As I explain in both an op-ed and regulatory comments submitted yesterday, the United Kingdom’s Competition and Markets Authority (CMA), the UK’s version of the Federal Trade Commission, is making a move to become the world’s antitrust regulator. By attempting to block Facebook’s acquisition of a minor technology company, GIPHY, it dramatically lowers the bar for when acquisitions can become the subject of antitrust action (never mind scrutiny.)
In the op-ed, I explain why Americans should worry about this. America is by far the biggest provider of business startups to the world, but startups need to have some idea of how they can realize gains—what is called “the exit strategy.” Without the prospect of acquisition by a larger company, the exit strategy is curtailed. That means American dynamism and innovation will suffer.
In the comments, submitted jointly with the Adam Smith Institute in the UK, we explore four reasons why the CMA should reverse its provisional decision and allow the merger to go ahead.
- Extraterritoriality. The CMA has no business in trying to act as the world’s antitrust regulator; it should rethink its decision taking account of that principle.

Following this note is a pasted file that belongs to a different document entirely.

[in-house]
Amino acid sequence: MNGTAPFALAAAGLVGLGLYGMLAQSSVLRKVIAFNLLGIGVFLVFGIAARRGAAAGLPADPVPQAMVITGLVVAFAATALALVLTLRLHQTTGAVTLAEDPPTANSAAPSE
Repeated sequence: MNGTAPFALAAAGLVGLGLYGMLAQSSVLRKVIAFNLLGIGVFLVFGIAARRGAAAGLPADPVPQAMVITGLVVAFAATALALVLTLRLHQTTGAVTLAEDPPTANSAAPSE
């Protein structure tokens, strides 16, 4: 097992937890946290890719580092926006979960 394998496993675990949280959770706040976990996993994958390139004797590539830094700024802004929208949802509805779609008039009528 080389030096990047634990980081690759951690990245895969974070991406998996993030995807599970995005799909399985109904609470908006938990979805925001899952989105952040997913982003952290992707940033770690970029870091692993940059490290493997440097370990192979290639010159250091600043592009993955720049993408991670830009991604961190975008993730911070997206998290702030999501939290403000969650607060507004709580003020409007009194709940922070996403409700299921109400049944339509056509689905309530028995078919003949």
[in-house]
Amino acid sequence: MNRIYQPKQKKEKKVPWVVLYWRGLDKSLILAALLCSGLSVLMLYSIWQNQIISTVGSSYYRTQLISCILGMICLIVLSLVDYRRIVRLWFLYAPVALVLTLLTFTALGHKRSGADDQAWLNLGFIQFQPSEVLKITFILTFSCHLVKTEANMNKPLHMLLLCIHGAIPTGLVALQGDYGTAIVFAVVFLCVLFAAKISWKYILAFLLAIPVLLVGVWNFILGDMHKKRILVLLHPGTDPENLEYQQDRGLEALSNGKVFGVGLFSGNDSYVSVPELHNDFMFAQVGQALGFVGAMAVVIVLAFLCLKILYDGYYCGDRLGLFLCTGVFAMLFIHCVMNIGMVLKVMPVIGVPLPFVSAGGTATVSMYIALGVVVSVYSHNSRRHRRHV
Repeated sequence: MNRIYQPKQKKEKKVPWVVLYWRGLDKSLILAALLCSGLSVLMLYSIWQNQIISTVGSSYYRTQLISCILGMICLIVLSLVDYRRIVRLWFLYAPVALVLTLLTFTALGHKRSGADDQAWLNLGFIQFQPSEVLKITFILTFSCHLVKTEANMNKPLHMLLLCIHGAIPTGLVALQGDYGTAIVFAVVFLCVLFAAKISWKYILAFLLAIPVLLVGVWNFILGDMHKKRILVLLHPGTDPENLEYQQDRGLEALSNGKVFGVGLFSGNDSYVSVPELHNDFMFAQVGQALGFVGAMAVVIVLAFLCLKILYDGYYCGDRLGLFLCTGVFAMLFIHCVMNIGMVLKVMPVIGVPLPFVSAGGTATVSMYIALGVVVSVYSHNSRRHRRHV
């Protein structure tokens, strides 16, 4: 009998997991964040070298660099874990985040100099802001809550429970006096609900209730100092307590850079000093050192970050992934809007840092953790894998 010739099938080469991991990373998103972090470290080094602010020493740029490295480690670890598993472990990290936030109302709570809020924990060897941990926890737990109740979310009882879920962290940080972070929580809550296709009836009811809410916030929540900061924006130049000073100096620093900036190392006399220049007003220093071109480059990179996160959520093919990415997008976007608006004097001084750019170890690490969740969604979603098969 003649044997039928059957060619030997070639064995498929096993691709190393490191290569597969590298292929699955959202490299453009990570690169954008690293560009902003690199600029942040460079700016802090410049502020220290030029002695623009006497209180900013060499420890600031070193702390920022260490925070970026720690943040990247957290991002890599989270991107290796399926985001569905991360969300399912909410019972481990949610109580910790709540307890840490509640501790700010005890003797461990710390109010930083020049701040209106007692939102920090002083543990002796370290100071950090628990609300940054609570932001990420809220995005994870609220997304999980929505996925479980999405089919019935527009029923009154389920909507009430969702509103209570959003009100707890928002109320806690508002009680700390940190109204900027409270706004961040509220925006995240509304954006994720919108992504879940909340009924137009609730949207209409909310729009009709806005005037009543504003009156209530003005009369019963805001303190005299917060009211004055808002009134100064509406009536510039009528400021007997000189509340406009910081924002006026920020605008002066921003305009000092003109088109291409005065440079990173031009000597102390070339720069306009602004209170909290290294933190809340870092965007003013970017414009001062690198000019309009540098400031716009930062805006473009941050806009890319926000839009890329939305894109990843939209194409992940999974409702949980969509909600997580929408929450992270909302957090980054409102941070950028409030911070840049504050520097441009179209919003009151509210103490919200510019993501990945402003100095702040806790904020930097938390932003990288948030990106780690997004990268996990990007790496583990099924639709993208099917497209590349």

- Relevant market. The CMA has committed the “relevant market fallacy” and should rethink the decision based around a more appropriate view of market conditions.
- Counterfactual. The CMA constructed a “counterfactual” scenario where GIPHY could survive the pandemic and become a competitor to Facebook in the display advertising business. That is implausible. A better counterfactual would show clear consumer benefits from the merger.
- Chilling effect on innovation and investment. As noted above, the CMA’s actions will chill innovation. They would also lower the opportunities for investment and thereby hamper wealth creation.
If the CMA is successful in blocking this merger, the business environment will have changed across the globe—and American politics will have had nothing to do with it.